THE LINCOLN REVIEW
The Medium Is Not the Message
When you came home for Christmas after your first semester at college, you wanted me to watch Tout va Bien. Mom tried to watch it with us, but then got bored and wandered away to make a sandwich. You had anticipated our boredom, had prefaced our watching of the VHS rental with a mini speech about Goddard and other art directors and the necessary “active viewing” required by their audiences. I stuck it out for ninety-five of the longest minutes of my life.
You were the smart twin, the one on a free ride to an elite college in the Northeast. I could read and write and do the math, but was more cut out to work with my hands. You were the theoretical one, I was the technician. You wanted to be a filmmaker, a director. I bypassed college to take a two-year degree even though I was already working at Winslow’s changing oil and brake pads, repairing tires, and occasionally doing the more complicated things like replacing a timing belt or rebuilding a carburetor. Even the assorted pets we had grown up with seemed to anticipate our future personalities. You’d had a multi-personality cat who’d turn into a ball of claws and teeth for no reason and a lizard who spent much of the day hidden beneath a rock outcropping and most of the night crawling around his glass case eating flies. I had a series of drooling, lovable dogs who were too stupid to stay out of the road.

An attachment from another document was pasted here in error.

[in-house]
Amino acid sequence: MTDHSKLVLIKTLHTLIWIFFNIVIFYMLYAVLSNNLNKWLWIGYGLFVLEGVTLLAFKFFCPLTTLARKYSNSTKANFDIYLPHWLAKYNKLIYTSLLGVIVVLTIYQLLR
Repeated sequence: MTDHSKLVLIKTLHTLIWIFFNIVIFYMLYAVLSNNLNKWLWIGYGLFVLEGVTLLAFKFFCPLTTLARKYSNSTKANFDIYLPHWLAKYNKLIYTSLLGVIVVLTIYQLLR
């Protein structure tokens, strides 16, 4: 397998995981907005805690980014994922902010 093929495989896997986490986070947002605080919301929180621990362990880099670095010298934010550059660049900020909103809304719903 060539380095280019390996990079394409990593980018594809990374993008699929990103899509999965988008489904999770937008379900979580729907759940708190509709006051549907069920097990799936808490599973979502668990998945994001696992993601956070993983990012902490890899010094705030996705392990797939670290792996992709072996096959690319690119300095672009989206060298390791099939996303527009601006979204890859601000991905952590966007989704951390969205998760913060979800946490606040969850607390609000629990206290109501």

And now that you’ve reached the culmination of all of your years of hard work—doing time as cameraman or script doctor or editor on subpar indie films or straight-to-video noirs—I can’t help but see signs in those earlier differences in our personalities even as we looked so much alike physically. And that’s part of why I couldn’t bring myself to stay with you at Cannes with all the other directors and celebs in some five-star hotel near the festival. I knew that Charlotte and I would be more comfortable here in Fréjus in our boxy little yellow concrete hotel over the tourist office, next to a medieval cathedral, surrounded by palm trees. We’re under the radar and we like it. No reporters stick microphones in our faces. The nuns at the café down the block barely exchange glances at our bad pronunciations when we order lunch.
You weren’t impressed by Charlotte, had barely known her at our little high school since she was a couple years younger than us. But by that year of watching Tout va Bien, she was already publishing her short stories in some good little magazines: The American Review, O’ahu, Ascertain, The Eastern Quarterly. I suppose you know, although you’ve never mentioned it, that she’s continued to publish away, even a collection of stories on a university press a few years ago. I wanted to give you a signed copy for Christmas that year, but she insisted, instead, on what I thought was a very ugly and expensive tie. There was even a story of hers in the airplane magazine on the trip over here. She hadn’t mentioned it or, if she did, I didn’t remember in my fevered preparations to shut down the shop for a week so that we could travel to France for your big moment. We’re going to the premier of The Entity, your big-budget, brooding sci-fi art film, tomorrow and sit with the rest of the family and friends. We’re both very proud. I’ve got my rented tux for the occasion, Charlotte bought a new dress. We’re happy for you and excited and hope that everything turns out the way you wanted, even if your film doesn’t win an award.